A Second Act for Ballet in Iran?

As the ballet dancers moved through the familiar rituals of their daily class, they tried to ignore the gunshots and explosions outside. It was 1979, and Iran was in the midst of a revolution that would overthrow the ruling Shah and turn the country into an Islamic republic. The dancers were the last few members of the Iranian National Ballet.

Bahareh Sardari was among them. On a recent video call from her home in Herndon, Va., she recalled what happened next: the National Ballet, which had been founded in 1958 and had grown and flourished, ended.

“All of the foreign dancers in the company had already left,” she said. “Then one of the ayatollahs decided that ballet — which he probably knew nothing about — was incompatible with the Islamic Republic.”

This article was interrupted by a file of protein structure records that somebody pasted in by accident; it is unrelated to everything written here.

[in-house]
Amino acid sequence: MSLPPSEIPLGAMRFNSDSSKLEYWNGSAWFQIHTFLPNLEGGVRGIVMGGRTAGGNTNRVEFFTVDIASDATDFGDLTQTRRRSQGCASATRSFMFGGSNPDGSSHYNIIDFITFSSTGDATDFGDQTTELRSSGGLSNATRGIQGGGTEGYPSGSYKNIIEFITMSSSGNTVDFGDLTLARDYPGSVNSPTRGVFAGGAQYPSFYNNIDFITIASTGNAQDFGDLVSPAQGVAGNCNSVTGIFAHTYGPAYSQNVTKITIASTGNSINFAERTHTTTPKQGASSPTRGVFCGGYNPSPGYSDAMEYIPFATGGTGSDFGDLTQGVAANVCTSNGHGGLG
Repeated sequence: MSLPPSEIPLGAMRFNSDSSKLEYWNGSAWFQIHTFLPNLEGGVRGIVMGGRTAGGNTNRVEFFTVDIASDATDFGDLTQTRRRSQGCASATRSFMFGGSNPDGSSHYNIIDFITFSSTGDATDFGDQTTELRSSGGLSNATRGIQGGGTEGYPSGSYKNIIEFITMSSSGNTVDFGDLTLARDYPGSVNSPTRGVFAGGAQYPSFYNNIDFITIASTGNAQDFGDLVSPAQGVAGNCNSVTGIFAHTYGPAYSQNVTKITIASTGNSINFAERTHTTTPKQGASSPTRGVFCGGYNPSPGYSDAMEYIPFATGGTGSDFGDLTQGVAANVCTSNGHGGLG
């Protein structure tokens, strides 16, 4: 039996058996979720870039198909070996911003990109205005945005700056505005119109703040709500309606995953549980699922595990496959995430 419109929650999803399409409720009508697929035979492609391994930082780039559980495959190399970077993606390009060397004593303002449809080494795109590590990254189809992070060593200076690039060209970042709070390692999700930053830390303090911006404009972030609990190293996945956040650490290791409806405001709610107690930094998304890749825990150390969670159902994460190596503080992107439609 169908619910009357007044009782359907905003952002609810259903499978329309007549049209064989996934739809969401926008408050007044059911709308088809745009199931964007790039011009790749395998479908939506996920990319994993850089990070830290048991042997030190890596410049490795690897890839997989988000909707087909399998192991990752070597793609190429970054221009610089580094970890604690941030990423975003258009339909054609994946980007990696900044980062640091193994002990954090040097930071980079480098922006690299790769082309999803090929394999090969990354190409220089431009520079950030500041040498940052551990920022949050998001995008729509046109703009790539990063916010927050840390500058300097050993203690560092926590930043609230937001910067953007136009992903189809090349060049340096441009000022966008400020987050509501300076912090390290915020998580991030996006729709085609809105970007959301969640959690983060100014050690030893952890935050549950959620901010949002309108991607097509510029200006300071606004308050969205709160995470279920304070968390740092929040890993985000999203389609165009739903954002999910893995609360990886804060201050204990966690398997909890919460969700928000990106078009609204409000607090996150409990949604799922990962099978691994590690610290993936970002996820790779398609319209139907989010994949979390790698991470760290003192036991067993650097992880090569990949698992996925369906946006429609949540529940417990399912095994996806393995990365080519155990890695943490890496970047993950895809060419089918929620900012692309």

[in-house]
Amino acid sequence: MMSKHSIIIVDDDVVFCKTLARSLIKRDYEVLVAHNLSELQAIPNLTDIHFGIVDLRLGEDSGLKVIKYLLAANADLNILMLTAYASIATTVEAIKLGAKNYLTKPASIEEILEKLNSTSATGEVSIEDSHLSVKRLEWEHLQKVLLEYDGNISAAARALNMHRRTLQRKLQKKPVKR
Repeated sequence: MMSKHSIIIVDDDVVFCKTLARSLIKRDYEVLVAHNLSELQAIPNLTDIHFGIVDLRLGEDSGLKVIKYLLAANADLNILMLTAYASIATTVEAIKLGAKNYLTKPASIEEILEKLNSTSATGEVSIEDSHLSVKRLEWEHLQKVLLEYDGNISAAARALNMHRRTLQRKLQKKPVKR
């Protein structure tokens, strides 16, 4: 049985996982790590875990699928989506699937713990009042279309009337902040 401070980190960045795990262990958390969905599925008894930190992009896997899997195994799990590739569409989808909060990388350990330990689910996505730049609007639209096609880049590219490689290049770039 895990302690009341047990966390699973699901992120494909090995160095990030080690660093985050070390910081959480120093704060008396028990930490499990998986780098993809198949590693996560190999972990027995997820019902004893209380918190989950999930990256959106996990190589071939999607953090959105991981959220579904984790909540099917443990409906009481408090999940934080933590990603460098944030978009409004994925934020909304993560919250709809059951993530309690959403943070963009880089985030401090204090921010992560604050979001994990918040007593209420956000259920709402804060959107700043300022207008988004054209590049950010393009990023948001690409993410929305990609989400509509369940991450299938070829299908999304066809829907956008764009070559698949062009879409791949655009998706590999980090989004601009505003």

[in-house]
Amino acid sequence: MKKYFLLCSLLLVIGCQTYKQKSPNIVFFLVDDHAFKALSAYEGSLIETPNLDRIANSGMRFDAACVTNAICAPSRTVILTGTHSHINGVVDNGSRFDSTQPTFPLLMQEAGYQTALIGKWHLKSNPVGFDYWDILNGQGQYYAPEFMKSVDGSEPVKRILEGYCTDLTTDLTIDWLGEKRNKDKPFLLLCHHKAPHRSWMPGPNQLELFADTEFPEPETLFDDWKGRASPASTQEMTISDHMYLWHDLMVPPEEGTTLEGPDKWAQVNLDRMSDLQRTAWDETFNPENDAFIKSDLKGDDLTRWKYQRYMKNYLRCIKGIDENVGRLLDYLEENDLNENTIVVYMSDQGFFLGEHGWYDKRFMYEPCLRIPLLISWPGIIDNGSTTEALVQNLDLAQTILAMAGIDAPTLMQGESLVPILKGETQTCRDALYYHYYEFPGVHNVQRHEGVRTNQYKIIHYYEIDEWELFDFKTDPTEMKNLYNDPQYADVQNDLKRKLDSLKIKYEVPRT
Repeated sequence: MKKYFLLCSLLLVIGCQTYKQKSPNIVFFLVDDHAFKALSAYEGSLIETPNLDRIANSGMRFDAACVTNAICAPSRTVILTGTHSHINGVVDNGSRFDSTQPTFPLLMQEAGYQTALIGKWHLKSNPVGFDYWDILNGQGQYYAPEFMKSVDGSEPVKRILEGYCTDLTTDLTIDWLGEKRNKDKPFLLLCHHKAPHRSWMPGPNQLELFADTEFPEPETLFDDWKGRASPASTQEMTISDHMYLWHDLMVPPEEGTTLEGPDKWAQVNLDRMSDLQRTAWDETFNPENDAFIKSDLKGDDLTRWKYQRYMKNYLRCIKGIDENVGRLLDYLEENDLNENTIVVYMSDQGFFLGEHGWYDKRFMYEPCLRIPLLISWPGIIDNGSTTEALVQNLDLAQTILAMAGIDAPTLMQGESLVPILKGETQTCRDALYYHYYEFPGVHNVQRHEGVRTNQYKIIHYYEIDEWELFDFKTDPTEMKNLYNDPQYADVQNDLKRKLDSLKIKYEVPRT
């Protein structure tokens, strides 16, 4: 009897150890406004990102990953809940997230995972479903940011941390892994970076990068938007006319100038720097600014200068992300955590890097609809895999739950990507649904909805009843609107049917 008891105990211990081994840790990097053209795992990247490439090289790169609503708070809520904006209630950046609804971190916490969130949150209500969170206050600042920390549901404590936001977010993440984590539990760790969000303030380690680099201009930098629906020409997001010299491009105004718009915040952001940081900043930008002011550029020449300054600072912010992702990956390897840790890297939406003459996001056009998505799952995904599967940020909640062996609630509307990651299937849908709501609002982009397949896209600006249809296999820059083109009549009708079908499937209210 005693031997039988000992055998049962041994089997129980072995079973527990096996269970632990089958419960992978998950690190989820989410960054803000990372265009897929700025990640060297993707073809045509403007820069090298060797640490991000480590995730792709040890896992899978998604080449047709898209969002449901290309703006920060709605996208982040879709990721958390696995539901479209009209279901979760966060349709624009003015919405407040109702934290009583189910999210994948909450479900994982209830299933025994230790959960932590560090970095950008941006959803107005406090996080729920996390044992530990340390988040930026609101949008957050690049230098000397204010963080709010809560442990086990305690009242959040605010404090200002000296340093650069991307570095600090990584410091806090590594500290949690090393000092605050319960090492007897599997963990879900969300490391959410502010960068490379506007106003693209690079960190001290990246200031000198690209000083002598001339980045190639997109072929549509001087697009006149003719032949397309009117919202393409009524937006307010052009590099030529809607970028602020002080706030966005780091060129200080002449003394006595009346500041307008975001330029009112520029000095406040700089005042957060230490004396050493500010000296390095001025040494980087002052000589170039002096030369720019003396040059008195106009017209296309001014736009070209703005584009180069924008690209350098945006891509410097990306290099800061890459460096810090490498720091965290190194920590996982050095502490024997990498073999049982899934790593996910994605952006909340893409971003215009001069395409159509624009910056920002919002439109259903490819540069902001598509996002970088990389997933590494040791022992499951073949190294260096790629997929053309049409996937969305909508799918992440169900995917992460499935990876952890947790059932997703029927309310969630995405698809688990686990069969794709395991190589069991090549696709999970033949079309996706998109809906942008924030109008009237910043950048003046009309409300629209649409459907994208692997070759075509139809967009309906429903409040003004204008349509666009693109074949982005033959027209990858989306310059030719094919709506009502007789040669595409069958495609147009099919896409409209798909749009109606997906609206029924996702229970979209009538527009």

What would happen to the art to which Sardari, then 26, had dedicated her life and the company she had helped build? “Finito,” she said. The National Ballet’s sets, costumes and archives were burned. “It killed my heart.”

“They told us to stop doing ballet class,” Sardari continued. “But because we had time left on our contracts with the government, they couldn’t fire us.” So the dancers came in every day and sat, and they were paid at the end of each month. They were offered jobs as actors. “But my voice would not come out,” said Sardari, now 71. “I really tried.”

She arranged a meeting with the new minister of arts and culture. Shaking, she told him, “I’m a ballet dancer. I’ve danced all my life. I’m no use here. Please let me leave the country.” The minister replied contemptuously that ballet dancers were like saffron — the most expensive spice — on hospital food, an extravagance. But he did not give her permission to leave.

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